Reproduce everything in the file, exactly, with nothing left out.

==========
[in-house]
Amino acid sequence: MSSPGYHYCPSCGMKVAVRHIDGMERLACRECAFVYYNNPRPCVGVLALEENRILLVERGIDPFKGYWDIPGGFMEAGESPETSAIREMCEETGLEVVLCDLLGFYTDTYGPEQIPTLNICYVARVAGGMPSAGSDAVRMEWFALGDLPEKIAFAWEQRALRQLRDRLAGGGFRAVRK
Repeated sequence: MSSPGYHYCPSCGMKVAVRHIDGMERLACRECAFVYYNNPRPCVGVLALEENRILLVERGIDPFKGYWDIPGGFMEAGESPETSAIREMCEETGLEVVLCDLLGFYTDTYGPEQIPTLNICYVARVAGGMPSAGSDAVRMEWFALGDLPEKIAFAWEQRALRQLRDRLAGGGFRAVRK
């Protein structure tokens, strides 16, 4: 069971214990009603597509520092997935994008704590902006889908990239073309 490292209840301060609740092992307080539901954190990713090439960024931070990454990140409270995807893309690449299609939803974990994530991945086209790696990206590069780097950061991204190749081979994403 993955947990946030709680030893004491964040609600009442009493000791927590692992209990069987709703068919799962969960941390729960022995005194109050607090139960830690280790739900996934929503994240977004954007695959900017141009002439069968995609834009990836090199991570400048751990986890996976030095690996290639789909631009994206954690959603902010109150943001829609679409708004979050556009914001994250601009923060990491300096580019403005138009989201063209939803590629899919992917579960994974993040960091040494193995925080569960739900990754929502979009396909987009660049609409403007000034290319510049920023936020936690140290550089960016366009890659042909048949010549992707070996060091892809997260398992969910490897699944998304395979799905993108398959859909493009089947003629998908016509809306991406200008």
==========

[in-house]
Amino acid sequence: MSSPGYHYCPSCGMKVAVRHIDGMERLACRECAFVYYNNPRPCVGVLALEENRILLVERGIDPFKGYWDIPGGFMEAGESPETSAIREMCEETGLEVVLCDLLGFYTDTYGPEQIPTLNICYVARVAGGMPSAGSDAVRMEWFALGDLPEKIAFAWEQRALRQLRDRLAGGGFRAVRK
Repeated sequence: MSSPGYHYCPSCGMKVAVRHIDGMERLACRECAFVYYNNPRPCVGVLALEENRILLVERGIDPFKGYWDIPGGFMEAGESPETSAIREMCEETGLEVVLCDLLGFYTDTYGPEQIPTLNICYVARVAGGMPSAGSDAVRMEWFALGDLPEKIAFAWEQRALRQLRDRLAGGGFRAVRK
């Protein structure tokens, strides 16, 4: 069971214990009603597509520092997935994008704590902006889908990239073309 490292209840301060609740092992307080539901954190990713090439960024931070990454990140409270995807893309690449299609939803974990994530991945086209790696990206590069780097950061991204190749081979994403 993955947990946030709680030893004491964040609600009442009493000791927590692992209990069987709703068919799962969960941390729960022995005194109050607090139960830690280790739900996934929503994240977004954007695959900017141009002439069968995609834009990836090199991570400048751990986890996976030095690996290639789909631009994206954690959603902010109150943001829609679409708004979050556009914001994250601009923060990491300096580019403005138009989201063209939803590629899919992917579960994974993040960091040494193995925080569960739900990754929502979009396909987009660049609409403007000034290319510049920023936020936690140290550089960016366009890659042909048949010549992707070996060091892809997260398992969910490897699944998304395979799905993108398959859909493009089947003629998908016509809306991406200008």